Call it the Midwestern marriage malaise.
Experts say fear of divorce, better education for women and greater acceptance of cohabitation are driving marriage rates in Kansas and Missouri to the lowest levels in years.
``There was a period when couples were getting married at a younger age. Now they're not getting married at all,'' said John Bagby, a physician and director of the Missouri Department of Health, which this month reported the state trend.
More people are opting to live together rather than marry. Others are postponing or forgoing marriage for careers, which limits their marital options as they age. Still others may be recoiling from a generation of failed marriages and a national divorce rate hovering near 50 percent.
``More people are seeing the consequences of divorce and are more worried about getting married,''said David Olson, family psychologist in the department of family and social sciences at the University of Minnesota.
OLSON SAID the trend is stronger on both coasts and is now moving into the Midwest.
Kansas has seen an almost steady decline in marriages from 10.5 per 1,000 population in 1980 to 9.2 in 1990, the most recent year calculated.
Douglas County has seen an even more dramatic drop, from 11.0 per 1,000 population in 1980 to 8.7 per 1,000 population in 1990, according to the Kansas Bureau of Vital Statistics.
Missouri's marriage rate last year was the lowest since 1964. There were 8.9 marriages per 1,000 population in 1991, down 20 percent from 1980, when the rate was 11.1
The Missouri numbers show men and women are marrying at older ages, both sexes are waiting longer between marriages and there are more third-time marriages than 10 years ago.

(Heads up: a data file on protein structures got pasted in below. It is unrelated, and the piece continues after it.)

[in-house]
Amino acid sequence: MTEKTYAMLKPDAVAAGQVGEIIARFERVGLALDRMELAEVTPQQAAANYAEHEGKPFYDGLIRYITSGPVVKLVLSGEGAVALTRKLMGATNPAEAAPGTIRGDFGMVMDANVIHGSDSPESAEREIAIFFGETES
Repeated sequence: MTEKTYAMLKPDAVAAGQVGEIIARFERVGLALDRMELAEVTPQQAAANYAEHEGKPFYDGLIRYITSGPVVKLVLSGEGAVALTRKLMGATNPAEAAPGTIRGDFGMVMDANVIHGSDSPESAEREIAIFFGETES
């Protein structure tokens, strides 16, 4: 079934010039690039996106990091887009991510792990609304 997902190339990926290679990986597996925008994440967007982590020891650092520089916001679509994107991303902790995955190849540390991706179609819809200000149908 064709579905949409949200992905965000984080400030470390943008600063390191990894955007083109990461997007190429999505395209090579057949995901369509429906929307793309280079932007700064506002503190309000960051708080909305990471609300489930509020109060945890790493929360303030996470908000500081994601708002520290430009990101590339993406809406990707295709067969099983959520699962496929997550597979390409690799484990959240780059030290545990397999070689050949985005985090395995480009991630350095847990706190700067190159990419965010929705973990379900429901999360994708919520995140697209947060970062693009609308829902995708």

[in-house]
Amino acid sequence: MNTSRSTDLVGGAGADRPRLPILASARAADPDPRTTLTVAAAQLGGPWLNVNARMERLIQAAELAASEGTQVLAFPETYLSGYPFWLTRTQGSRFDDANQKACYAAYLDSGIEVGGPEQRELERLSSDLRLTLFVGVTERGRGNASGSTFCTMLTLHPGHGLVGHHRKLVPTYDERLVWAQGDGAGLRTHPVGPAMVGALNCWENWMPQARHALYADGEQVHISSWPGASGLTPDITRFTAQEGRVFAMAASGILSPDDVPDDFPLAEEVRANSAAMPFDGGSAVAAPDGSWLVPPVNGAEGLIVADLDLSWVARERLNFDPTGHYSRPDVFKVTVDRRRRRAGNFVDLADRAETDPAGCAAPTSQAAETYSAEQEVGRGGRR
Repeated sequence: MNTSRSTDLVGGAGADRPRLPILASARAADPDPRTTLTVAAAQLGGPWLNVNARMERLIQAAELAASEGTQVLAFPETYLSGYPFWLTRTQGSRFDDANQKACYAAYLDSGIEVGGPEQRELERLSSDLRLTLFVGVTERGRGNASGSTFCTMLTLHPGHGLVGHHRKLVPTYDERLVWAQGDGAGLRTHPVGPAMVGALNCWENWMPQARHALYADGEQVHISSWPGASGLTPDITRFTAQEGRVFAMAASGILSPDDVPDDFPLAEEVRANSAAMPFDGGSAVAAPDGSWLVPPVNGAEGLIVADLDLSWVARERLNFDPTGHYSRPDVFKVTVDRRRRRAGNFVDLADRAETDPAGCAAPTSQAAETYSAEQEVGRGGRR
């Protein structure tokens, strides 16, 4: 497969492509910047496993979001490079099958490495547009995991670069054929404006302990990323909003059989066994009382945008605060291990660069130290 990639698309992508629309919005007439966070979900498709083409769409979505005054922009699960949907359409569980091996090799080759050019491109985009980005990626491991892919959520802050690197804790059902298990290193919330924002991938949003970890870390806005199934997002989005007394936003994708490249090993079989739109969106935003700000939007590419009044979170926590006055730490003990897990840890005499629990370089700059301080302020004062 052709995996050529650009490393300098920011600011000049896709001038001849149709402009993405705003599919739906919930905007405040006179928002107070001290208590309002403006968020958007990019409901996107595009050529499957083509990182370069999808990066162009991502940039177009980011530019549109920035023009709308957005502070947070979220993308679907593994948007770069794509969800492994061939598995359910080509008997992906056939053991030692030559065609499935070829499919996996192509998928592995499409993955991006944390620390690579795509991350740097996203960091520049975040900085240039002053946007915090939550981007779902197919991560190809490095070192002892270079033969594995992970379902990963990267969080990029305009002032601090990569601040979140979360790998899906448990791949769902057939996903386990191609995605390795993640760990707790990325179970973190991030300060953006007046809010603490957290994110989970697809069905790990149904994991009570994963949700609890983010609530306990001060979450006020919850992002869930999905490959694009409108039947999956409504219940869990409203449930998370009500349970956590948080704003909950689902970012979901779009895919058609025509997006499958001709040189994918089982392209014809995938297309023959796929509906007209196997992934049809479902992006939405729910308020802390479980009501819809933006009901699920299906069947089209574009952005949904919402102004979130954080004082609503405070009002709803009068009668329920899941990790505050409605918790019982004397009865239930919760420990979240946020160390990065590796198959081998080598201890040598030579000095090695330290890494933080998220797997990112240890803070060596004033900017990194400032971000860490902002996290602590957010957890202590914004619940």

For example, Missouri women in 1980 married on average at age 23. Now it's about 26. For men, the numbers changed from 25 to 28.
The average age for first marriages for Missouri women in 1980 was 21. Now it's 23. The numbers jumped from 25 to about 28 for men.
Divorced Missouri women in 1980 remarried on average at age 30. Now it's 34. For men, the age increased from 33 to 37.
The percentage of Missouri brides married for at least the third time increased from about 8 percent in 1980 to 12.5 percent in 1991. The increase was similar for grooms.
``I THINK one of the things that might be happening is that as women are becoming more educated and able to support themselves there is no real rush to be married,'' said Linda Quinn, marriage counselor at Provident Counseling, a St. Louis-area mental health and family counseling organization.
Other experts caution that the downward marital trend need not necessarily continue.
A drop in marriage rates also happened at the turn of the century, said Darlaine Gardetto, assistant professor of sociology at the University of Missouri-Columbia. But the rates rebounded strongly in postwar years.
``You can't take these things seriously,'' Gardetto said. ``Marriage rates fluctuate.''